Budget Resolutions and Economic Situation

Part of the debate – in the House of Commons at 12:00 am on 19th April 1961.

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Photo of Mr Gilbert Mitchison Mr Gilbert Mitchison , Kettering 12:00 am, 19th April 1961

That, of course, is not the only objection which I have to this tax, but I want for a moment to turn to what the object of this arrangement is supposed to be. It has, of course, nothing whatever to do with exports.

As my right hon. Friend pointed out it might just as much be concerned with imports as with exports, and with home trade as with trade abroad. It is supposed to be an incentive to people and a remedying of an injustice. I can see no justice in allowing people who are making a very handsome income so large an amount and at the same time imposing on people who are only getting ordinary weekly pay packets a poll tax which is to be difficult enough for many of them to carry and for which there seems to be no reason whatsoever.

It is time, I suggest, that the Committee listens again to the one piece of concrete evidence which we have ever had on this question. It was in the Second Report of the Royal Commission on The Taxation of Profits and Income. The Commission said: Such rates"— these are Surtax rates— are criticised as tending to repress effort and to discourage the taking of risks, Probably they do, to some, though quite an unascertainable extent. All heavy taxation may be said to have this repressive effect just as, though again to an unascertainable extend, it tends to stimulate effort by diminishing the individual's disposable income. Of course, that is perfectly true in conditions of heavy taxation. But if we are asked to infer from this that the heavy rates have any special disincentive effect upon the receivers of the higher levels of income, so as to justify a shifting of the existing weight of taxation from these ranges to lower levels of income"— that is to say, to justify relief to the Surtax payers at the expense of putting it on a national poll tax— we are bound to reply that we see no evidence that the higher income earners are specially affected by disincentive. And then the Commission gives reasons for its conclusions and summarises them like this: But in the meantime, we should not conclude either from our own observations or from such evidence as we can extract, that the high managerial post, for instance, is declined because its rewards are not thought worth obtaining or that the artist or the professional man abates his energies because tax has made it not worth while that he should exercise them to the full. That was said by the Royal Commission some time ago, and I have never seen any definite evidence to the contrary. I think that it is a very fair and balanced statement of the position. I have never heard anybody who had to deal with this statement say anything, in effect, to contradict it, or to qualify it.

Now we have the Government saying, "There is a great injustice here. There is a great disincentive. There is, in fact, the special disincentive effect", which is exactly what the Royal Commission denied, "and, therefore, we shall, at the very time when we are putting on a poll tax on the population, reduce the levels of Surtax, and do it at a time when we admit that our country's efforts by way of production and world trade are falling behind those of our competitors, at a rime when we recognise that more money has to be collected from the public at large, and that a bard Budget, or a fairly hard Budget, is called for by the circumstances of the case."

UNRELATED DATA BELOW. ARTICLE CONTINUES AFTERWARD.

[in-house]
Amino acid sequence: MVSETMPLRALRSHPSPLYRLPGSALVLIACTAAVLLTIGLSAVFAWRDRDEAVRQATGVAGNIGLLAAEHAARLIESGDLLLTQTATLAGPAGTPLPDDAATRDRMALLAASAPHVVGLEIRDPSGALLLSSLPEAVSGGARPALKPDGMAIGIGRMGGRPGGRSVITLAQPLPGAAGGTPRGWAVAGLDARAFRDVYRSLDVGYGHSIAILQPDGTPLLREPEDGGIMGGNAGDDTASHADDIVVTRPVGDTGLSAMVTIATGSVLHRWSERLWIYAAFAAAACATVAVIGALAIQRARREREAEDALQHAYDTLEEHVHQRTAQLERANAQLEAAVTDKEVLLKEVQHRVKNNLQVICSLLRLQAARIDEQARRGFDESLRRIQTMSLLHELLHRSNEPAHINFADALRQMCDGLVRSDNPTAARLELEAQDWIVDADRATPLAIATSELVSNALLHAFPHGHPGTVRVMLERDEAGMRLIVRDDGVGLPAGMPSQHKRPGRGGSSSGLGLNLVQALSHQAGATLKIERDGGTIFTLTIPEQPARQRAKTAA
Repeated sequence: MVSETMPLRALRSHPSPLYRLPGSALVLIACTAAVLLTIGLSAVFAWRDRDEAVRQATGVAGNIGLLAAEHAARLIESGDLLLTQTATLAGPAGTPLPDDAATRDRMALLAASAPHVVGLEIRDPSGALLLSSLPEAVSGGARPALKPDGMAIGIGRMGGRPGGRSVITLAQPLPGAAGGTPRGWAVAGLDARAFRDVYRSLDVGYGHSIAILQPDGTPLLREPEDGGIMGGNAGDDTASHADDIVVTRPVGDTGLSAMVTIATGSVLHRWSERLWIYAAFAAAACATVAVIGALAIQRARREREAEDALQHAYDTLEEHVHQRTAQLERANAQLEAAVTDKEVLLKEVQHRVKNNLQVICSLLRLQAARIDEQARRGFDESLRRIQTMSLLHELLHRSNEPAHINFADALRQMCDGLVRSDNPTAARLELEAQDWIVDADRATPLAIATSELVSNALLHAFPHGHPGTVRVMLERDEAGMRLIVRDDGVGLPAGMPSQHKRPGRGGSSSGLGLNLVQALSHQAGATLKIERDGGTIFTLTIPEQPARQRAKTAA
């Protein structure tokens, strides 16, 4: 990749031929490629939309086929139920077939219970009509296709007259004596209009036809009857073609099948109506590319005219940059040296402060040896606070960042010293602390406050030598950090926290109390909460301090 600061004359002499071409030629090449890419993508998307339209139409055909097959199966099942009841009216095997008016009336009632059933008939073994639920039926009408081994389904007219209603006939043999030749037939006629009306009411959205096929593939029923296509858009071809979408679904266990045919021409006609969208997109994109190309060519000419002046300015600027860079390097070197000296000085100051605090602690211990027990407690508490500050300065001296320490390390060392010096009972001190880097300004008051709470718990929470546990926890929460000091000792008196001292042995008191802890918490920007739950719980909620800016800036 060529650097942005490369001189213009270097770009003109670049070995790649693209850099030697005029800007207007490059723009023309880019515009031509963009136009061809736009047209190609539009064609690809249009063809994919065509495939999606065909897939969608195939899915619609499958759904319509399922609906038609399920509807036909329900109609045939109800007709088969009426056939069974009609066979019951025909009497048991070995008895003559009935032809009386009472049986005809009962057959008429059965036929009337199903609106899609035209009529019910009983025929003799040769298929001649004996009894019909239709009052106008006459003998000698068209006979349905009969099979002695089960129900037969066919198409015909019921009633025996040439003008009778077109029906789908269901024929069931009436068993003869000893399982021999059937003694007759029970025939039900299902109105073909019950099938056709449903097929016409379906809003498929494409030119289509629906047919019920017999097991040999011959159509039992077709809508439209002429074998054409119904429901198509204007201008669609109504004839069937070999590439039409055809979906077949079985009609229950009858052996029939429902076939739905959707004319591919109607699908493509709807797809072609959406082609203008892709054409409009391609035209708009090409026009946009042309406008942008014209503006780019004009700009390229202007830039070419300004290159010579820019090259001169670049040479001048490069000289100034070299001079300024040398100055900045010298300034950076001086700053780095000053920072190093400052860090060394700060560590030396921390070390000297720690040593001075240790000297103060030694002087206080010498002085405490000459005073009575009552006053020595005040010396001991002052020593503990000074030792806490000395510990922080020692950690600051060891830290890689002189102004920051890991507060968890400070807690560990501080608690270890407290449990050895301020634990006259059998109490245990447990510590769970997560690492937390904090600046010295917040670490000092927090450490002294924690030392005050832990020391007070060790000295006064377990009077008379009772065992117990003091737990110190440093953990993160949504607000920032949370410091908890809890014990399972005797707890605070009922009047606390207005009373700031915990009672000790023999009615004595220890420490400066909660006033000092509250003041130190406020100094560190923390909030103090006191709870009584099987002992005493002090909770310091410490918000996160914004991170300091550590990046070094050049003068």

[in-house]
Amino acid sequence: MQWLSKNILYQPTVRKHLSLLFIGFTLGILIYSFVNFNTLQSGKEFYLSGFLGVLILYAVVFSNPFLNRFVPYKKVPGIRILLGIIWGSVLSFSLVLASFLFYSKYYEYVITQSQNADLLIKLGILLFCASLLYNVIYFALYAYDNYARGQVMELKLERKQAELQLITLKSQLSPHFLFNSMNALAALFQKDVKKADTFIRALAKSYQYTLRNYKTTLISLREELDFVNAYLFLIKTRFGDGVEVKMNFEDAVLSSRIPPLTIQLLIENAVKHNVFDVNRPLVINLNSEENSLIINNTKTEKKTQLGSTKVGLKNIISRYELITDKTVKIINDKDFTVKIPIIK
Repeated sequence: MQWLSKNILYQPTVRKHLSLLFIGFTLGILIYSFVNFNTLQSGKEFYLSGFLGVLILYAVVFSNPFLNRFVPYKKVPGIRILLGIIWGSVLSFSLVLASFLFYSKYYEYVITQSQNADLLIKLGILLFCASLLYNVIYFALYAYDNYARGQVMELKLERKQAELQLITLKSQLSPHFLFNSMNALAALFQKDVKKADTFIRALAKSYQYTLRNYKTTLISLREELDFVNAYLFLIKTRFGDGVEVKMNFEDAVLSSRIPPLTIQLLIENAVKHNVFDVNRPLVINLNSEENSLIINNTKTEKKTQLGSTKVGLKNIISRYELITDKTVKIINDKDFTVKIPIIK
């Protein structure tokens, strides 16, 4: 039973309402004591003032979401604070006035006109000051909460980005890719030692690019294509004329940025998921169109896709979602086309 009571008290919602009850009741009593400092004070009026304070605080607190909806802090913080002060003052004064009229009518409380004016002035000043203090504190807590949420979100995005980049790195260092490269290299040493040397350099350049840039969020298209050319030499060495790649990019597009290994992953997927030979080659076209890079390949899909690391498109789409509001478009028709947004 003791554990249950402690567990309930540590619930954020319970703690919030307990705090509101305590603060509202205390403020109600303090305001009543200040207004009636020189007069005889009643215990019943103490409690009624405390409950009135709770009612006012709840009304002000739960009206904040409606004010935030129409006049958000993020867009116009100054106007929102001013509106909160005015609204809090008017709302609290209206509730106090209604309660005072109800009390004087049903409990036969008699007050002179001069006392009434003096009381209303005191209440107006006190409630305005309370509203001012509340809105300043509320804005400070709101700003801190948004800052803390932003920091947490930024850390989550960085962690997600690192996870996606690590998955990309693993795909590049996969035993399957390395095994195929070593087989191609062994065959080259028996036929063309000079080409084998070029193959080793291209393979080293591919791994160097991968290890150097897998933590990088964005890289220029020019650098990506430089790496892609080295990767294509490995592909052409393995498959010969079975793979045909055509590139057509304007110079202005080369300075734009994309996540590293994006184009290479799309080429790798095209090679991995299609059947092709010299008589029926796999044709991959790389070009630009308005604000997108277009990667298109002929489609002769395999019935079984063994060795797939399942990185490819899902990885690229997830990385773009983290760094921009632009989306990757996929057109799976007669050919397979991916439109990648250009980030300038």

What a moment to do this thing. What sense of justice is there in a Government that behaves like that as between the body of taxpayers as a whole and the 2 per cent. of the working class represented by the Surtax payers whose income is earned? That is a very remarkable effort on the part of the Government as far as I can see.

Let us see what else the Government propose. They propose, among other things, to deal with business expenses in a manner that reminds me of someone trying to pick up a red hot poker. Are they really so afraid of their business friends and supporters? Could they not have a little more courage in the matter?

Take one very simple matter, the cars about which we have been talking. It seemed to me that the Economic Secretary was hopelessly confused between investment allowances and initial allowances. But let that pass; it was not the only confusion in his speech. Take the very simple example of cars. No steps must ever be allowed to be taken merely to let the public know that Mr. X, who is driving a Rolls Royce down the street, is driving one belonging to the Y company and not to Mr. X. It is, after all, quite a simple matter to have that stated publicly on the car. But no, it would be too shocking. They could not do anything of the sort. We have heard so much about the Government's attitude towards business expenses, and what amuses me is that they think they are doing something this time—I only hope they will succeed.

Now I turn to the question of the two regulators. The first point is this. If one is to apply a regulator in the hope of dealing with a foreign exchange crisis, one should do it quickly. It does not seem to me that either of the two regulators suggested is suitable or, indeed, possible from that point of view. Moreover, the men of Zurich usually get very active in September, and in September the House is not sitting. These have to have an affirmative Resolution of the House. Does the Economic Secretary, or the Chancellor, suggest that the House will have to be called back in September to get this done? If so, it will certainly not be done quickly.

If the object of these regulators is to deal with a foreign exchange crisis—and such a thing is by no means remote from our present position—then I say that, among other things, they are both slow and unsuited for the purpose.